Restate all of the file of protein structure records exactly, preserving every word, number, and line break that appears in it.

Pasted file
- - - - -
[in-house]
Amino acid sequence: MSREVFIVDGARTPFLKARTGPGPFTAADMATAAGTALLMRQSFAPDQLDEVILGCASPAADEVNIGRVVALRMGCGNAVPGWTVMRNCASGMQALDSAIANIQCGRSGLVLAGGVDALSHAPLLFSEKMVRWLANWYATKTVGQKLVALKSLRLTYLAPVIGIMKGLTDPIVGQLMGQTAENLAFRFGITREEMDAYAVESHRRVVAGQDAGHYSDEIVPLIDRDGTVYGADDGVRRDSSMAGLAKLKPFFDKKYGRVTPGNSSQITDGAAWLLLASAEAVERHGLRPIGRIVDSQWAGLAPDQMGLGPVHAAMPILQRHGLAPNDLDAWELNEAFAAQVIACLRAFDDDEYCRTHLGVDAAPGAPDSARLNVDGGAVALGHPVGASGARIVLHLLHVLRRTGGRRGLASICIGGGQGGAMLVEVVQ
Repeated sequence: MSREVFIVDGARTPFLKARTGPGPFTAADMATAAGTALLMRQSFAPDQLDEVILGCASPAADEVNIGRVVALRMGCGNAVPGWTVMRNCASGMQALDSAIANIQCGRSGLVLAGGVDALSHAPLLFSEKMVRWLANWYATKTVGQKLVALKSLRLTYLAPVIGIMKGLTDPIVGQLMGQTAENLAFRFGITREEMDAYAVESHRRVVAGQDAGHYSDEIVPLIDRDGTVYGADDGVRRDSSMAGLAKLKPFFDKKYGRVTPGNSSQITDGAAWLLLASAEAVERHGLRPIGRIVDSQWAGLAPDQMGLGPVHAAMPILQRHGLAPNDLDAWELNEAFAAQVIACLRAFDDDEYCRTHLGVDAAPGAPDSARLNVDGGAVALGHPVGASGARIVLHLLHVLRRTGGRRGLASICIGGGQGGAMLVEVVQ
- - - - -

[in-house]
Amino acid sequence: MSREVFIVDGARTPFLKARTGPGPFTAADMATAAGTALLMRQSFAPDQLDEVILGCASPAADEVNIGRVVALRMGCGNAVPGWTVMRNCASGMQALDSAIANIQCGRSGLVLAGGVDALSHAPLLFSEKMVRWLANWYATKTVGQKLVALKSLRLTYLAPVIGIMKGLTDPIVGQLMGQTAENLAFRFGITREEMDAYAVESHRRVVAGQDAGHYSDEIVPLIDRDGTVYGADDGVRRDSSMAGLAKLKPFFDKKYGRVTPGNSSQITDGAAWLLLASAEAVERHGLRPIGRIVDSQWAGLAPDQMGLGPVHAAMPILQRHGLAPNDLDAWELNEAFAAQVIACLRAFDDDEYCRTHLGVDAAPGAPDSARLNVDGGAVALGHPVGASGARIVLHLLHVLRRTGGRRGLASICIGGGQGGAMLVEVVQ
Repeated sequence: MSREVFIVDGARTPFLKARTGPGPFTAADMATAAGTALLMRQSFAPDQLDEVILGCASPAADEVNIGRVVALRMGCGNAVPGWTVMRNCASGMQALDSAIANIQCGRSGLVLAGGVDALSHAPLLFSEKMVRWLANWYATKTVGQKLVALKSLRLTYLAPVIGIMKGLTDPIVGQLMGQTAENLAFRFGITREEMDAYAVESHRRVVAGQDAGHYSDEIVPLIDRDGTVYGADDGVRRDSSMAGLAKLKPFFDKKYGRVTPGNSSQITDGAAWLLLASAEAVERHGLRPIGRIVDSQWAGLAPDQMGLGPVHAAMPILQRHGLAPNDLDAWELNEAFAAQVIACLRAFDDDEYCRTHLGVDAAPGAPDSARLNVDGGAVALGHPVGASGARIVLHLLHVLRRTGGRRGLASICIGGGQGGAMLVEVVQ